But R. has discovered that women are not alone to blame for their flagitious conduct in not wearing their veils. They had a bad prompter. He says, “And here we see that there is nothing new under the sun. As in our day the devil has attempted to turn the greatest question of human rights that ever has been discussed into a question about woman's rights, so at that day he was equally busy, no doubt, in diverting the great questions of Christianity into the same channel, and with the same design toom that he might thus bring odium upon the truth, and excite the prejudice of the world against it on account of its disorganizing revolutionary tendencies." He has now put the saddle on the right horse, “the devil,” who had instigated the Corinthian women to appear in their religious assemblies without their veils. Now it is plain, from what R. says, this was a most atrocious crime. A veil appears to be something of the character of our negro passes-not precisely the same as the negro pass, for the husband's authority is a little strange. The pass is designed for the slave's protection, but the veil is to show that she is a vassal, thus the veil seems to be a substitute for the branding iron. Was not this audaciously wicked, for the Diabolus to instigate the women to go into their religious assemblies without their pass? It was equivalent to saying that they had a right to use their bones and muscles to transport themselves to the house of God, to appear there as worshippers of Him only on their own responsibility, without their husband's leave; thus putting “men and women upon a level.” But the mischievous old apostate is getting worse and worse, as he has attempted “to turn the greatest question of human rights, (anti-slavery question,) that ever has been discussed, into a question about “woman's rights!” Just as if woman's rights were human rights! The devil" had put it into the heads of some women and their allies in the anti-slavery society, that women were persons!
Now, is this not horrible doctrine ? 1st. That women had the power and authority of locomotion to appear in religious
assemblies to worship God without their husbands' leave, (without their veil;) and 2d. That women's rights were human rights; and 3d. That women were persons! And it is very likely that it is through “ the devil's ” suggestions that the veil has been laid aside, as an emblem of the husband's power and authority, thus abrogating all distinctions, “putting men and women upon a level,” abrogating caste. The old serpent did, and is doing, all this, in order to bring odium on the truth, and “excite the prejudice of the world against it,” Christianity," on account of its disorganizing, revolutionary tendencies.”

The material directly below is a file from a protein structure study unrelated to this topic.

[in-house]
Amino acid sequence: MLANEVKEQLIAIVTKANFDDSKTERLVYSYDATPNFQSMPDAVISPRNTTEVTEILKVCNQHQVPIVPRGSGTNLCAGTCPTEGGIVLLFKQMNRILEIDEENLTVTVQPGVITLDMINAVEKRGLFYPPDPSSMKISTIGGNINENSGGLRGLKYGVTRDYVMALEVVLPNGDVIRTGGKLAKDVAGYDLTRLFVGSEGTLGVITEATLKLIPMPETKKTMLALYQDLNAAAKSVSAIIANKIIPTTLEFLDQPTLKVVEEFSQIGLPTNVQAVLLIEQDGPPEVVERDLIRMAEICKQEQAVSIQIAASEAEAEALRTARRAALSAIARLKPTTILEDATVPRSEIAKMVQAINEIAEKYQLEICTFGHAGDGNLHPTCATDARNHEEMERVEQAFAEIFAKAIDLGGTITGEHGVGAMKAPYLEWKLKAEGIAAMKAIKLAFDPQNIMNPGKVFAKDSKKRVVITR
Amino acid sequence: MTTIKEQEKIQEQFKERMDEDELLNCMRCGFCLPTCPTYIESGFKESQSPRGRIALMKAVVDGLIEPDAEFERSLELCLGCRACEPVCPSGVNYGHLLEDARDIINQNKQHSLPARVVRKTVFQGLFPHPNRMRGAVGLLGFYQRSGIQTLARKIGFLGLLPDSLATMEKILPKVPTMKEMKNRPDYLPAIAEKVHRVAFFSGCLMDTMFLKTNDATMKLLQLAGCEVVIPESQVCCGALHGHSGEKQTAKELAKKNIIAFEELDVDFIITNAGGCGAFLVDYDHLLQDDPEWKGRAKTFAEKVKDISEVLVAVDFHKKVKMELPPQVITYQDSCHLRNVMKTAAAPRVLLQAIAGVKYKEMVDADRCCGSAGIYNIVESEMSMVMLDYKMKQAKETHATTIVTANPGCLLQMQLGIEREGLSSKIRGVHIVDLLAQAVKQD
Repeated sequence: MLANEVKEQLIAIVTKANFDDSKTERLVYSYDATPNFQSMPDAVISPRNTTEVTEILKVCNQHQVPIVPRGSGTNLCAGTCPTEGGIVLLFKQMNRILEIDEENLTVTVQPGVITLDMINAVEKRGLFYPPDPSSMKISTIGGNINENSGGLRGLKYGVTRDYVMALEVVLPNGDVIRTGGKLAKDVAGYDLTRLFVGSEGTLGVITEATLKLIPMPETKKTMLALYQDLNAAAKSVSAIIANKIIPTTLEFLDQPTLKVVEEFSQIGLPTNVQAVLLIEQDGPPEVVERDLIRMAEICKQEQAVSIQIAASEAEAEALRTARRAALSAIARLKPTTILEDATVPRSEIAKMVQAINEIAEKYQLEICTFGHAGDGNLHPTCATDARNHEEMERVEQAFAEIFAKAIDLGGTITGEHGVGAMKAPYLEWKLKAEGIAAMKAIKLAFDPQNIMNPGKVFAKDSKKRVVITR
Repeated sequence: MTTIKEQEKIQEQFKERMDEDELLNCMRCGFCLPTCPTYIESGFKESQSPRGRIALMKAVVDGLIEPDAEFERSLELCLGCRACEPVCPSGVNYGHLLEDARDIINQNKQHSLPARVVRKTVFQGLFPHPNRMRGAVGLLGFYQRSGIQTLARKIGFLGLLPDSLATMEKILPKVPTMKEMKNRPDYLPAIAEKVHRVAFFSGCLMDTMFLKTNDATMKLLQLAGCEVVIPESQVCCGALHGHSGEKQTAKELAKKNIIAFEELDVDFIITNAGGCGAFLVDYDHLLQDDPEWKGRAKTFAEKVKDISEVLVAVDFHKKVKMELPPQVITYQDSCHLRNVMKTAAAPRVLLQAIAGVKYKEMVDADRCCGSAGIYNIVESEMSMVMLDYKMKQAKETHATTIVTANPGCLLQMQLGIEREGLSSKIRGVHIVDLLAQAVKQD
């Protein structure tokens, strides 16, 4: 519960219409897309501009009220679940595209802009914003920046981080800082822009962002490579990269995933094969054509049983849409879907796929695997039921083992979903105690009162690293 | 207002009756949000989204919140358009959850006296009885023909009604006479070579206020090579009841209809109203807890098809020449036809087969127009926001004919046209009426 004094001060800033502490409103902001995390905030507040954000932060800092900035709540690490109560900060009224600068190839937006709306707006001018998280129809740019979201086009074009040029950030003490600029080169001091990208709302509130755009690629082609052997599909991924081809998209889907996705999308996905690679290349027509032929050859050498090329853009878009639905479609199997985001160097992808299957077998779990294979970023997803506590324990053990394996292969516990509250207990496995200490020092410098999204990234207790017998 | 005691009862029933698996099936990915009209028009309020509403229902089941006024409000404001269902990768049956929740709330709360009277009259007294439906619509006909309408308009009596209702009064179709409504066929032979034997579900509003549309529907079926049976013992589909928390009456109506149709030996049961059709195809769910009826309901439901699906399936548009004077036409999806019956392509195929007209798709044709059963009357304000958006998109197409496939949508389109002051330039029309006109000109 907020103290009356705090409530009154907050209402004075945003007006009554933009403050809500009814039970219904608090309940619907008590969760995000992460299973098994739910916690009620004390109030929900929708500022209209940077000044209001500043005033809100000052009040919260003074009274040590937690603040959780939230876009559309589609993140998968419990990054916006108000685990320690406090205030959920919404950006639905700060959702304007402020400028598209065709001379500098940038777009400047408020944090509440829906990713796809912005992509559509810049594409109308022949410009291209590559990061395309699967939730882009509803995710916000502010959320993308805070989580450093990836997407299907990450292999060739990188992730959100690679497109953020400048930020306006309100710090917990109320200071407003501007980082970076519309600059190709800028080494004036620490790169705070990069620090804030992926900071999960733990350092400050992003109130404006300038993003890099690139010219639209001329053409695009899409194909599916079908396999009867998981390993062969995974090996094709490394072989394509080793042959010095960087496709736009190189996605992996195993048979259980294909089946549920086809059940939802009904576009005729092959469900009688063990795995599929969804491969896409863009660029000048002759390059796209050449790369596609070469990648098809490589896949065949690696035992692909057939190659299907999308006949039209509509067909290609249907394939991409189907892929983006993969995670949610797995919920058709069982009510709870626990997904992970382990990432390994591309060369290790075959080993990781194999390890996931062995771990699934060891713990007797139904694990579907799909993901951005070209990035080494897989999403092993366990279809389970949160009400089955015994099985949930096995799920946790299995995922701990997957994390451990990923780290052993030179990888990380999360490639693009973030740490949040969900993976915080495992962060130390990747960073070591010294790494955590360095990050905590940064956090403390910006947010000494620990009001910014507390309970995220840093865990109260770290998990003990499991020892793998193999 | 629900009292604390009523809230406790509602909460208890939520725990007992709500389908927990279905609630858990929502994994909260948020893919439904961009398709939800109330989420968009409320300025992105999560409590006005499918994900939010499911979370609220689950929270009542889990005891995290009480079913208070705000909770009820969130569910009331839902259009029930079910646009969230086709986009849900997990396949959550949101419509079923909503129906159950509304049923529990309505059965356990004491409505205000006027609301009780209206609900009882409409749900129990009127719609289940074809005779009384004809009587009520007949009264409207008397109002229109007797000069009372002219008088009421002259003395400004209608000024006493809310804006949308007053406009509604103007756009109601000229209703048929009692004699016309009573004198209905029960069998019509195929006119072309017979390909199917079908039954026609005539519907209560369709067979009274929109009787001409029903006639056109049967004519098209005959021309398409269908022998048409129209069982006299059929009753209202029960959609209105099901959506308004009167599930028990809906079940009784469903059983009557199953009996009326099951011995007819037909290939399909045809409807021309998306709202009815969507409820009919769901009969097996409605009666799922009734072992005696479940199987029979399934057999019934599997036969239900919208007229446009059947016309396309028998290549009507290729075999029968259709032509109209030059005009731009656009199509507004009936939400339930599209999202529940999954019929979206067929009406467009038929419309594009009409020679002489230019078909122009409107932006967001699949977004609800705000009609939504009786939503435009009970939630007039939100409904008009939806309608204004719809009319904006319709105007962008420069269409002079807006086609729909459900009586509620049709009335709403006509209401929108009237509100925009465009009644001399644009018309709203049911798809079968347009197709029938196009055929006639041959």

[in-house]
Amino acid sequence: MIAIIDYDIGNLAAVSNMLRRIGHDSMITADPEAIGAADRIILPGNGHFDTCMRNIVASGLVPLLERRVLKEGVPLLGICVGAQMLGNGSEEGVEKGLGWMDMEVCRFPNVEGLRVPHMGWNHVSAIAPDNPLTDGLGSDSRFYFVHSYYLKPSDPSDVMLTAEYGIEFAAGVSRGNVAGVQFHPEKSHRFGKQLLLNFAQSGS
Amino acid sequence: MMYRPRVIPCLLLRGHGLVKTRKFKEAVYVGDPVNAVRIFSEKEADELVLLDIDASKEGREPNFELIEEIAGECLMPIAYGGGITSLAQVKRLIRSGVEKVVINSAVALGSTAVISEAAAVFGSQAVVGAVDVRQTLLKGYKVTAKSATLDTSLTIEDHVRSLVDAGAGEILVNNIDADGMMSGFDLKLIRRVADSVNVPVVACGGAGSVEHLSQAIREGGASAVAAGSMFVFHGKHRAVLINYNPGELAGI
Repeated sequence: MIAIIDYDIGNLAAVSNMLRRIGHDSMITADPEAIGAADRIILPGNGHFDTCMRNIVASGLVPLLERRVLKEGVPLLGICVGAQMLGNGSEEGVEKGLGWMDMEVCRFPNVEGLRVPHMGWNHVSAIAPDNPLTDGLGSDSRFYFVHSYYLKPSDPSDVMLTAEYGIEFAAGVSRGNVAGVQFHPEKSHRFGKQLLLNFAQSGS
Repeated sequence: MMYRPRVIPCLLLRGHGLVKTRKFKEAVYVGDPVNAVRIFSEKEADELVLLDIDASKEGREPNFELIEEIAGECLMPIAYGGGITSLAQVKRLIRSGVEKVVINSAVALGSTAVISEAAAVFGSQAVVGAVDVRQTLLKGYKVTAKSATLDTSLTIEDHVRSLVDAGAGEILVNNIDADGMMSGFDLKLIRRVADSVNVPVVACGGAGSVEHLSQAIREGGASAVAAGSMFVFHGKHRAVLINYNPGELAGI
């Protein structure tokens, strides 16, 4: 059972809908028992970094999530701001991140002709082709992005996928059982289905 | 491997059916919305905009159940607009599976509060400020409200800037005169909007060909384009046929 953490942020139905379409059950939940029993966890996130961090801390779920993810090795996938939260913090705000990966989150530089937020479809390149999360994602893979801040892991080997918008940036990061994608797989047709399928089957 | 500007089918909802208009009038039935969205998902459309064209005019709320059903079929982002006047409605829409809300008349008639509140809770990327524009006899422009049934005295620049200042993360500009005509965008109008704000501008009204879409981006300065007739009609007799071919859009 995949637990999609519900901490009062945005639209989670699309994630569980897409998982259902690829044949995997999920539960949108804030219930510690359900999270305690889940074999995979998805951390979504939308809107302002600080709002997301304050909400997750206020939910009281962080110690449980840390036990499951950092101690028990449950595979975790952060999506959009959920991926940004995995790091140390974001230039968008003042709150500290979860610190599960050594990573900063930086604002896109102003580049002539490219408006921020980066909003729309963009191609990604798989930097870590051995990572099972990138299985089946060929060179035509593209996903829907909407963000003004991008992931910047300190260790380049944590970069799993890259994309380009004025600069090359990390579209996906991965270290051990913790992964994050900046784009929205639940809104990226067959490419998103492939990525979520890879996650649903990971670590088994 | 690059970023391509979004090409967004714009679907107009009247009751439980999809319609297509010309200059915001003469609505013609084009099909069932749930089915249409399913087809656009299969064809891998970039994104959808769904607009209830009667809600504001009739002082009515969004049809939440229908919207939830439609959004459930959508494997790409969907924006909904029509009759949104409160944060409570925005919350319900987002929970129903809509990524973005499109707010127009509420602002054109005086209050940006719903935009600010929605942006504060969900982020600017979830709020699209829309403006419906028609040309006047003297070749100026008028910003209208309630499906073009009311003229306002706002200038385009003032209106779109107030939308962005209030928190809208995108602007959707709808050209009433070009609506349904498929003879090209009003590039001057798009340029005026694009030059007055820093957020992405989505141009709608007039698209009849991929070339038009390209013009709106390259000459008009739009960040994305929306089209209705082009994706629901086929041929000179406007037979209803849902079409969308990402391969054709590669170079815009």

Now, see the direful consequence of the Corinthian women appearing without their veils, without their pass, or the initials of their masters, even jeopardizing the very existence of Christianity! And is not the notion of man and woman being thus placed “ upon a level,” calculated to create a panic, “ on account of its disorganizing, revolutionary tendencies ?” It is sufficient to make the stouthearted stand aghast, trembling for the portending direful catastrophe. Now, what could “the men of the world ” figure in their minds, when they saw wives appearing in Christian, public, religious assemblies without their veils ?but armies of Amazons marching out in hostile array, panoplied for the battle-field, with their banners floating in the breeze, with victory or death inscribed on them, and swords and bayonets gleaming, and the grating sound of the clanking and discharge of musketry, with the roar of heavy artillery, and swords reeking and garments rolled in blood, and the piercing shrieks and heart-rending groans of the wounded and dying!
But the most horrifying feature of this disorganizing revolution would be in the family domicile,-there every man would have to lie with his weapon at his head, because of fear in the night-every man a sentinėl at his own door ; the rustling of a leaf or the fluttering of a bird would strike terror to the heart. But does not - the wicked flee when no man pursueth?" Is not this the promptings of a guilty conscience, or the chimeras of a disordered imagination ? An insurrection of women! Bah! This is the tyrant's old humbug; if he is dethroned, nothing else but rawhead and bloody bones will be the consequence. Women have
made such peaceable slaves, we think it might be safe to give them their liberty; we do not think they would “cut their masters' throats.” Is not this a man of straw of Ri's own creation, without the least shadow of proof, that the prejudices of the world were excited against Christianity, on account of women not wearing their veils?
R, says, “ The interpretation here given to this part of the verse, the reader will see agrees with the declaration with which the apostle sets out in the third verse : "But I would have you know that the head of every man is Christ, and the head of the woman is the man, and the head of Christ is God.'”
It is manifestly true, that the apostle in this chapter, of which the portion under consideration is a part, has no reference to the marriage relation. But man was the head, or source, from which woman sprang, and laid obligations on both on that account. The apostle goes to nature for this headship,-every man and woman in the human family stands precisely in the situation there described. According to R.'s reasoning, the mother would be under as much obligation to wear a veil, to show her subjection to the son, as the wife would be to the husband. If this would not have “disorganizing, revolutionary tendencies,” we do not know what would. We must take into view the subject on which the apostle is treating ; he is regulating the personal appearance of men and women when they were officiating in the church. This must be done without any reference to marriage; some who appeared there were unmarried, both men and women. Now, if a man were to officiate with his head uncovered, to evince his headship as husband, how would that answer for a man who was not a husband ? It would not answer for the apostle himself, as he was no husband, and the same may be said respecting a woman. And another reason: neither husband nor wife officiated there in the character of husband or wife; they stood there as ministers of Jesus Christ; nor do they enter into the congregation as ordinary worshippers in the character of husband and wife; and the apostle does not say one word respecting woman that is calculated to lower her in the human family more than man. This is plain from the twelfth verse—“For as the woman is of the man, even so is the